"The reserve components' role in such a new strategy will be key," the report states.
For active as well as reserve service members, such a system would create a "seamless" transition to and from active duty - "on-ramps" and "off-ramps," as Navy personnel officials have described the concept. Basing promotions on competency rather than time would keep troops competitive within the system.
The 95 recommendations in the report also include a call for the reserves to be reorganized into two formal categories: operational and strategic reserve forces.
The operational reserve would consist of Selected Reserve units and individual mobilization augmentees who would deploy periodically. The strategic reserve would include Selected Reserve personnel and augmentees not scheduled for rotational active-duty tours and the "most ready, operationally current and willing members of the Individual Ready Reserve."
The commission also calls for eliminating today's Standby Reserve category and said members who are not "viable mobilization assets should be excluded from the total reserve force."
The Defense Department would have to consistently provide the support needed to ensure the sustained viability of both forces, and Congress and the Pentagon would determine the missions each would perform.
"There used to be an understanding that if you were ready for the away game, you were ready for the home game," Punaro said. "Most everyone admits that's not the case anymore. We need a very ready force at home in peacetime, just like we need a ready force for the overseas mission."
The reserves were conceived as a strategic force that would only be called to active duty in national emergencies. But they have morphed over the past 18 years, beginning with the 1991 Persian Gulf War and spurred by the military drawdown of the 1990s, into an operational reserve that now regularly is called upon to meet the demands of the wars in Iraq and Afghanistan.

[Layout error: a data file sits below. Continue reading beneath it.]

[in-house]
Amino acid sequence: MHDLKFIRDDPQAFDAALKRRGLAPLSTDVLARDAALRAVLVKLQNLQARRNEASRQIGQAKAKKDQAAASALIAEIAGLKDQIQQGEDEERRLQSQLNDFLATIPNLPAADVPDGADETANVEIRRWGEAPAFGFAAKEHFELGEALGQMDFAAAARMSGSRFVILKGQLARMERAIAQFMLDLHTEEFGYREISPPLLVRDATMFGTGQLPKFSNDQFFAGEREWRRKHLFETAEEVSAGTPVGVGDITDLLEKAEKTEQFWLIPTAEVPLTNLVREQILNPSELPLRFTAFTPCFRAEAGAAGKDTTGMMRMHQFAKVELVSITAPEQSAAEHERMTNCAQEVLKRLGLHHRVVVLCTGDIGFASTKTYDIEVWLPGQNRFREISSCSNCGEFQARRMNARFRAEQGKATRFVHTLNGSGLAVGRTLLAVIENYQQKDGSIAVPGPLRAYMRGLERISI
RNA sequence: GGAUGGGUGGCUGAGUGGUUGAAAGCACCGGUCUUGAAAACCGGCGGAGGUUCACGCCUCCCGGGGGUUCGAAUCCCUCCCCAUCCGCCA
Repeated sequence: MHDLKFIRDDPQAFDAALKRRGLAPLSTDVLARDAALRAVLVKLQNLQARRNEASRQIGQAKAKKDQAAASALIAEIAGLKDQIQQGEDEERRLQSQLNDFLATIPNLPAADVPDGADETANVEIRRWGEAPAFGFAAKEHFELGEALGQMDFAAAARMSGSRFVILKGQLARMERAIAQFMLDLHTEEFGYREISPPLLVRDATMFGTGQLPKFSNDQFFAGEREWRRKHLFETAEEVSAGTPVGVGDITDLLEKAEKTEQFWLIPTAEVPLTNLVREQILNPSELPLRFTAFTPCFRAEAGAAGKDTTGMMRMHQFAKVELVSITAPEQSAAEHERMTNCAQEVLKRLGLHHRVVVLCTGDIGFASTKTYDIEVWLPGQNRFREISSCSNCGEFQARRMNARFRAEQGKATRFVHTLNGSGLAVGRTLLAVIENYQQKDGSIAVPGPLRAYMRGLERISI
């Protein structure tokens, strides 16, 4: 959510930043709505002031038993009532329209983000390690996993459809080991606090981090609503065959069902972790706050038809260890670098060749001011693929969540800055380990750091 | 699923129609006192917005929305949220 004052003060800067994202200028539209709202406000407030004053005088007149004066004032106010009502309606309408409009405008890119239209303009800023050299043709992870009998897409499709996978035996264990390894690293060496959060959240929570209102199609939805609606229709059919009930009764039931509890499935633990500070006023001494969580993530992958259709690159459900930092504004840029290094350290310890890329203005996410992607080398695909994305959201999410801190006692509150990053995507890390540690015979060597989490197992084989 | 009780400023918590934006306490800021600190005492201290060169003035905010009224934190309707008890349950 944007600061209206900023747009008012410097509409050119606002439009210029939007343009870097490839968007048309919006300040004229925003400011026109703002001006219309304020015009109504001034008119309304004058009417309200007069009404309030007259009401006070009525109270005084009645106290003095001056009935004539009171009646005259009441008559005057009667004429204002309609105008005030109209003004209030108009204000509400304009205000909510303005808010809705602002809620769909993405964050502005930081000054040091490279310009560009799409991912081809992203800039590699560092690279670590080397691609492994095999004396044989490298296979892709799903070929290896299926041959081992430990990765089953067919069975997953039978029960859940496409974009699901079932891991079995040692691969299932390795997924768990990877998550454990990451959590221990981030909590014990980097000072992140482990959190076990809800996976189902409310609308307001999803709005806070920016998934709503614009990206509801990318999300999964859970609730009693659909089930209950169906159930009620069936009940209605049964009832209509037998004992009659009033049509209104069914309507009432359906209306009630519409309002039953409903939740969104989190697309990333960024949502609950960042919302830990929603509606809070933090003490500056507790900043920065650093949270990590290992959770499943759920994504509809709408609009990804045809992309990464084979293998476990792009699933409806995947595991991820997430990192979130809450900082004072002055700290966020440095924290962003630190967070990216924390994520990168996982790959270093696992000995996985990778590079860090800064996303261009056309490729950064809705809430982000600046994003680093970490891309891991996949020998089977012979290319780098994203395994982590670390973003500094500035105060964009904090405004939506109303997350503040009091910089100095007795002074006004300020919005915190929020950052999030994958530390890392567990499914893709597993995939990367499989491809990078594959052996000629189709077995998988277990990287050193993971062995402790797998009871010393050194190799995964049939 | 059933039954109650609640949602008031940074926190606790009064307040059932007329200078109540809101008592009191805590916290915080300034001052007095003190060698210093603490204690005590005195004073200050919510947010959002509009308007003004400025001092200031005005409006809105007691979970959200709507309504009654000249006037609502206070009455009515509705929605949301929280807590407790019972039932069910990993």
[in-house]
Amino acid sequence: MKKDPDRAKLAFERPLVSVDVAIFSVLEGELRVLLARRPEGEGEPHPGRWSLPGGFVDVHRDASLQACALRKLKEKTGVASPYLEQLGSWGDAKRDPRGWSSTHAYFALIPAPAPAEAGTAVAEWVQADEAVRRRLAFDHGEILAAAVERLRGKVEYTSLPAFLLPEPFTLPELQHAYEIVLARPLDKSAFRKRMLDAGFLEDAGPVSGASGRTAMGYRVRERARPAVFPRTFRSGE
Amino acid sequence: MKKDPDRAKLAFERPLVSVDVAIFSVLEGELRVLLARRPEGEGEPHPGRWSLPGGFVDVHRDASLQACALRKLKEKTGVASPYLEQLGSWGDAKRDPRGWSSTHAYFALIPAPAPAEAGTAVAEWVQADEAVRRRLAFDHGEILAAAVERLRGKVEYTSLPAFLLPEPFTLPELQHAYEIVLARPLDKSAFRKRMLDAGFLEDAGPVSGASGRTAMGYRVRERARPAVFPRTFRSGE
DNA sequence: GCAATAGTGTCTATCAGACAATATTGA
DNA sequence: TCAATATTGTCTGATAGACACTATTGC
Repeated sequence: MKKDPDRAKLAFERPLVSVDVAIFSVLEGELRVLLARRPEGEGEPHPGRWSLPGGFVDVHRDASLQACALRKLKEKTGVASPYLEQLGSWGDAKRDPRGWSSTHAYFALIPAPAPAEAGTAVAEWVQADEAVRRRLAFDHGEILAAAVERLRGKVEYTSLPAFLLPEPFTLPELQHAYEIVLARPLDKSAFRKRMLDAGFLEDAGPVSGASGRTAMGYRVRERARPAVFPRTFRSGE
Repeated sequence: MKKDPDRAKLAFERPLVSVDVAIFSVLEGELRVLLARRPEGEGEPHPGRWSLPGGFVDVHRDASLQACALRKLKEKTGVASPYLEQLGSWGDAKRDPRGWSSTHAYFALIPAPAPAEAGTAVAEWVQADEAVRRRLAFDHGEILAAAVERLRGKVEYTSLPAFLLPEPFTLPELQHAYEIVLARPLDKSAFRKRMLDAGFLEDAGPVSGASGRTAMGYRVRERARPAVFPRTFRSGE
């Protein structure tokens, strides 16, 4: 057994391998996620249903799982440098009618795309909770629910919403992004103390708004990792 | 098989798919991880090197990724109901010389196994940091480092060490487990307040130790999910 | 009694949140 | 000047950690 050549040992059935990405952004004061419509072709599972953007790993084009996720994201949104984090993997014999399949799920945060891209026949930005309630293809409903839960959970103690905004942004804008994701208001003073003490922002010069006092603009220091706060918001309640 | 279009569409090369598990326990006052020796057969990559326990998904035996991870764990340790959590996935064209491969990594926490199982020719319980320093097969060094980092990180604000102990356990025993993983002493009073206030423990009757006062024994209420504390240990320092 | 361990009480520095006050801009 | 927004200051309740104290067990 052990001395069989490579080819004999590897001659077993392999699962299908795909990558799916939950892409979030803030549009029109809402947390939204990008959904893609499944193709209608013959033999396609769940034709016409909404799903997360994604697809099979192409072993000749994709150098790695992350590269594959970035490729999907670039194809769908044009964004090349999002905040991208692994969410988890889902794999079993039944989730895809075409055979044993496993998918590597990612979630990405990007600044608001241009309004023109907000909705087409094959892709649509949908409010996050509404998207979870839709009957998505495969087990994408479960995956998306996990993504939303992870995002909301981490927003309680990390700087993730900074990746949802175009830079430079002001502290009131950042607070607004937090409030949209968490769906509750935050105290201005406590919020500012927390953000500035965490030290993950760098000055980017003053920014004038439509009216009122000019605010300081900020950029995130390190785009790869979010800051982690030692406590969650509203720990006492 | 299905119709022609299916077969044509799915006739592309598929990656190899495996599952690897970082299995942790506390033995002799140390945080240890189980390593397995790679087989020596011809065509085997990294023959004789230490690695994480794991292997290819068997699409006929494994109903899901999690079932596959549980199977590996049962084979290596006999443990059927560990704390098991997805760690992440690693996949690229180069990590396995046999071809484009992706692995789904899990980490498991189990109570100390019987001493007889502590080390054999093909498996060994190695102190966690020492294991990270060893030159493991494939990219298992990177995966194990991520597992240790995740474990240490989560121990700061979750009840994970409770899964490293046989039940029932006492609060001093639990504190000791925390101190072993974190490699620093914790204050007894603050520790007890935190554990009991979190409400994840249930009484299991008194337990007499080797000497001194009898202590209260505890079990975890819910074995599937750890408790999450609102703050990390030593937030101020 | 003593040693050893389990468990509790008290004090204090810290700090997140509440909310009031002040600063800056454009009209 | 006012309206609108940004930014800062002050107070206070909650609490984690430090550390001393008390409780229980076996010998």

"It's clear that if you hadn't had an operational Guard and Reserve, you'd have had to go back to the draft, which I think everyone agrees is … pretty unacceptable," Punaro said.
The commission concluded that the reserves will play a "growing role" as an operational force in the coming years and that properly organizing and supporting citizen-soldiers is "well worth further investment to secure our nation's future."
The commission also called on Congress to mandate that the Guard and reserve "have the lead role in and form the backbone of Defense Department operations" within U.S. boundaries; that the department should ensure such forces "are manned, trained and equipped to the highest levels of readiness"; and that the department should develop protocols to allow state governors to direct federal military assets responding to an emergency, such as Hurricane Katrina.
"The homeland threat is real, and the Guard and Reserve has a significant operational advantage over the active component because they're located in 3,000 communities around the country - plus, they have the crossover skills needed," Punaro said.
"Because you don't need that every day, it's an economic bargain for the taxpayers to have that capability forward-deployed in the communities."
The commission also made a number of suggestions that would improve benefits for reservists. It asked Congress to allow reservists who have been activated for a specified period of time to use their Montgomery GI Bill benefits after their discharge if they remain subject to recall and supply the Defense Department with accurate contact information. Current law does not allow reservists to use the benefit if they transfer from the Selected Reserve to the Individual Ready Reserve.
Punaro said he is "very bullish" on the prospects for the commission's work to receive serious attention.
He said Defense Secretary Robert Gates is "very, very concerned and supportive of all these homeland missions. Half of the 95 [recommendations] can be done immediately."
Forty will require congressional or presidential action, according to the report.
In the short term, Punaro said, U.S. Northern Command, which is responsible for command and control of the military's homeland defense efforts, needs to meet with the Homeland Security Department to discuss requirements needed to respond to DHS's 15 National Planning Scenarios.
"There hasn't been enough progress on this," Punaro said.
DoD should also identify the reserve forces that would be given the mission of catastrophic response, and then properly staff, equip and train them.
"There's nothing keeping anyone from getting started on those immediately," Punaro said.